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Dizzying volatility

09/24/2010 @ 3:49pm

The wheat market had something for everyone this week, but it’s unlikely that anyone really got anywhere after all was said and done. Sharply lower, sharply higher price action just continued the pull-your-hair out volatility that has defined this market for the last six weeks. The charts ended the week with an outside week lower, but good luck if you think selling it is a slam dunk.

The huge rally in corn is clearly not finished and weather woes for the Midwest harvest are only adding to the bullishness of both corn and soybeans. Heavy rains in the northern Midwest are delaying harvest and causing quality concerns, and prices have exploded higher in response. It’s hard for wheat to go lower when the row crops are surging. 

Corn yields have been consistently well below expectations since harvest started, which got the contra-seasonal rally in corn really moving. Soybeans are now in the same boat with the flooding in the northern Midwest threatening yields and quality. Both row crops already had a huge demand base and lower production makes the ending stocks picture too tight for comfort, particularly for corn. 

Now wheat is experiencing more weather problems as well. Killing frost in Canada; cool and wet conditions across the far northern plains of the US up into Canada; very hot and dry conditions in the US central plains; and continued drought in the key winter wheat regions of Russia, namely the Volga River region.

As you already know, milling quality wheat stocks have been in short supply for two seasons now. So the weather problems in Canada and the US northern plains are a big problem for the wheat millers, and only look to get worse as they struggle to get the crop in. On Friday, the trade was talking about Canada pulling their high quality wheat offers, which illustrates the difficulty the market will have finding adequate quality stocks, at least in the short term.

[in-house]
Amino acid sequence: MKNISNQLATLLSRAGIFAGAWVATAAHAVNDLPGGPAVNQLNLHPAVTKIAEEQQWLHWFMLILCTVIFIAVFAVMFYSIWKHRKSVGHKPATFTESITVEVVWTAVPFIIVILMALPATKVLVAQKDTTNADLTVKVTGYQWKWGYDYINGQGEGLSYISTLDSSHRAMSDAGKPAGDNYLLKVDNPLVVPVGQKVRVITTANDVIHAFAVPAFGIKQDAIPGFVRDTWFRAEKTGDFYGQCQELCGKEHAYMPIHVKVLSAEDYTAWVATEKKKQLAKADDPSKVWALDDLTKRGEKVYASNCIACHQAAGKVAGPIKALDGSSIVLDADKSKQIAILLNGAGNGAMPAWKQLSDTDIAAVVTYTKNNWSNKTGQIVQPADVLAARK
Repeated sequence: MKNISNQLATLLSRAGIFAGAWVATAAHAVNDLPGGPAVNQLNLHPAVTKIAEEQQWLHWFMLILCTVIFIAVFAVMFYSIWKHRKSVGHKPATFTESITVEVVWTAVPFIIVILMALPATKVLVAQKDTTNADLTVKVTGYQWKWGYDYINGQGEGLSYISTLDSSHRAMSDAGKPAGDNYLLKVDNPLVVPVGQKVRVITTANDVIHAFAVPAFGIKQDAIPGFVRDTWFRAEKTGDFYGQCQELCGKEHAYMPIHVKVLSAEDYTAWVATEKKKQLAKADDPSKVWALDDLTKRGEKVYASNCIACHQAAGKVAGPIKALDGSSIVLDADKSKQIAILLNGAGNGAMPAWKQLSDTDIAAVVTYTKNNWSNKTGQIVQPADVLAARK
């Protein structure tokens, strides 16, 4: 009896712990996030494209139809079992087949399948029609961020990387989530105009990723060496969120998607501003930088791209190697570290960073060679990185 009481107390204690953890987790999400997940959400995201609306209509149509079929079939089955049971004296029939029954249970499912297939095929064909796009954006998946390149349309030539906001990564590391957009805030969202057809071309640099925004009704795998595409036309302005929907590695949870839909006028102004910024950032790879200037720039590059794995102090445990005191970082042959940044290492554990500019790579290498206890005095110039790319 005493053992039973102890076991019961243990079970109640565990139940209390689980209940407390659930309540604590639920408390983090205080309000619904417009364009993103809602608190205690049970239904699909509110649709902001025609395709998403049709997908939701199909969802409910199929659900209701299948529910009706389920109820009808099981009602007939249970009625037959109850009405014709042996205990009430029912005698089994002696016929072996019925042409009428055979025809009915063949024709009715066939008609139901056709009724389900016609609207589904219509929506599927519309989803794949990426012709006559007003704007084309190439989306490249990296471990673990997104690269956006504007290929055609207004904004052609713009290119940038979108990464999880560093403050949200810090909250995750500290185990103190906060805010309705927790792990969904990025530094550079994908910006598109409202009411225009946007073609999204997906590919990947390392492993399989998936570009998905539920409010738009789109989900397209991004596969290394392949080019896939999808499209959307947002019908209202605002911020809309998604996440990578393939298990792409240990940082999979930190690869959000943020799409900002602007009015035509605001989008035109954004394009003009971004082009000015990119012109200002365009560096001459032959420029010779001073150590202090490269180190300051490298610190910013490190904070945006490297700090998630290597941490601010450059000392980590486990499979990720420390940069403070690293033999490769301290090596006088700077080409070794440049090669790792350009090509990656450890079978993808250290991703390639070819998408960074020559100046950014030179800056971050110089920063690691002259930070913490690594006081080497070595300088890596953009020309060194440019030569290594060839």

That said, we do know that both Argentina and Australia will be able to provide good quality wheat once they get their crops harvested, which will be into late October through Dec. So far, both countries are expected to cut good crops despite weather issues in Western Australia. 

Winter wheat plantings will quickly become the market’s focus, and the coast is not clear there, either. The US central and southern plains earlier in the summer had plenty of moisture, but persistent 90+ temps and lots of wind across the plains have deteriorated topsoil conditions, making for a slow start to planting. Rains did come late in the week for eastern Kansas and the Texas panhandle, but the western plains are still very dry. Further north, it’s just the opposite problem where too much rain has stalled the harvest and winter wheat planting.

We’re also closely watching moisture conditions in Russia, where the key growing regions of southern and central Russia look to have enough topsoil moisture to at least get wheat planted, but the important Volga River area still is very dry. SovEcon is projecting that Russian winter wheat plantings will be down about 20%, with most declines from the Volga Region. After steadily increasing wheat plantings in recent years, it looks like they’ll be back to 2006 levels with 15.0 million hectares, down 4 million from last year.

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